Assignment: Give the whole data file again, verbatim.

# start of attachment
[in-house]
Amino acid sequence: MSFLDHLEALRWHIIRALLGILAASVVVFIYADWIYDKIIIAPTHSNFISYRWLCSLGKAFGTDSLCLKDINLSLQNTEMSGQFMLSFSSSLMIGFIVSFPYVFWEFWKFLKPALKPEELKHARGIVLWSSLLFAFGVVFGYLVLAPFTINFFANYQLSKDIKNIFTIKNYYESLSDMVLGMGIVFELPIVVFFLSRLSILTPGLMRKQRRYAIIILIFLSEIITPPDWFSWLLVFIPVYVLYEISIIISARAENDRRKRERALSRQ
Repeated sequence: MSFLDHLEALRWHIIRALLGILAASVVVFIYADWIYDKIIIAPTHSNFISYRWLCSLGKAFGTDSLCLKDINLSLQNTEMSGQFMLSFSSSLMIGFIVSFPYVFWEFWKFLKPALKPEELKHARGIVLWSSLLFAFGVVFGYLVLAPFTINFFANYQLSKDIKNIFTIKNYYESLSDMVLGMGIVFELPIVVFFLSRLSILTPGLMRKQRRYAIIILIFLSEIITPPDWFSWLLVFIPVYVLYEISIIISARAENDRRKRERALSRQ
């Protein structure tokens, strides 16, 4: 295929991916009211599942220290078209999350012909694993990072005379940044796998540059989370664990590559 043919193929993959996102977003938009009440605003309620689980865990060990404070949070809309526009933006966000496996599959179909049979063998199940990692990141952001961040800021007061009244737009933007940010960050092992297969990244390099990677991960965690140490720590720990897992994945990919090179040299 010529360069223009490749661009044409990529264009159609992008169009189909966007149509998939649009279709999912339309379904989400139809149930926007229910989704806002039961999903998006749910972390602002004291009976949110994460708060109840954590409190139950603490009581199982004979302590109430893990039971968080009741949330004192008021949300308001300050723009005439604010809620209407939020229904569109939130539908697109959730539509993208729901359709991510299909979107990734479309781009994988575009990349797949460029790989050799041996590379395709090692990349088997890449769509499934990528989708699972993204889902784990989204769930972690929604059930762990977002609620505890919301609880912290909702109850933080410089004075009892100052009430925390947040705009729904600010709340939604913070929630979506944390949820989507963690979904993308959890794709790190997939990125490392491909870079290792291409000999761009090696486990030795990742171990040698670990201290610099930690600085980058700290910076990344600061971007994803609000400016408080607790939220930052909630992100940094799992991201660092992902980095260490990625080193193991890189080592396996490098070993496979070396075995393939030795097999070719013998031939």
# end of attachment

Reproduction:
[in-house]
Amino acid sequence: MSFLDHLEALRWHIIRALLGILAASVVVFIYADWIYDKIIIAPTHSNFISYRWLCSLGKAFGTDSLCLKDINLSLQNTEMSGQFMLSFSSSLMIGFIVSFPYVFWEFWKFLKPALKPEELKHARGIVLWSSLLFAFGVVFGYLVLAPFTINFFANYQLSKDIKNIFTIKNYYESLSDMVLGMGIVFELPIVVFFLSRLSILTPGLMRKQRRYAIIILIFLSEIITPPDWFSWLLVFIPVYVLYEISIIISARAENDRRKRERALSRQ
Repeated sequence: MSFLDHLEALRWHIIRALLGILAASVVVFIYADWIYDKIIIAPTHSNFISYRWLCSLGKAFGTDSLCLKDINLSLQNTEMSGQFMLSFSSSLMIGFIVSFPYVFWEFWKFLKPALKPEELKHARGIVLWSSLLFAFGVVFGYLVLAPFTINFFANYQLSKDIKNIFTIKNYYESLSDMVLGMGIVFELPIVVFFLSRLSILTPGLMRKQRRYAIIILIFLSEIITPPDWFSWLLVFIPVYVLYEISIIISARAENDRRKRERALSRQ
């Protein structure tokens, strides 16, 4: 295929991916009211599942220290078209999350012909694993990072005379940044796998540059989370664990590559 043919193929993959996102977003938009009440605003309620689980865990060990404070949070809309526009933006966000496996599959179909049979063998199940990692990141952001961040800021007061009244737009933007940010960050092992297969990244390099990677991960965690140490720590720990897992994945990919090179040299 010529360069223009490749661009044409990529264009159609992008169009189909966007149509998939649009279709999912339309379904989400139809149930926007229910989704806002039961999903998006749910972390602002004291009976949110994460708060109840954590409190139950603490009581199982004979302590109430893990039971968080009741949330004192008021949300308001300050723009005439604010809620209407939020229904569109939130539908697109959730539509993208729901359709991510299909979107990734479309781009994988575009990349797949460029790989050799041996590379395709090692990349088997890449769509499934990528989708699972993204889902784990989204769930972690929604059930762990977002609620505890919301609880912290909702109850933080410089004075009892100052009430925390947040705009729904600010709340939604913070929630979506944390949820989507963690979904993308959890794709790190997939990125490392491909870079290792291409000999761009090696486990030795990742171990040698670990201290610099930690600085980058700290910076990344600061971007994803609000400016408080607790939220930052909630992100940094799992991201660092992902980095260490990625080193193991890189080592396996490098070993496979070396075995393939030795097999070719013998031939």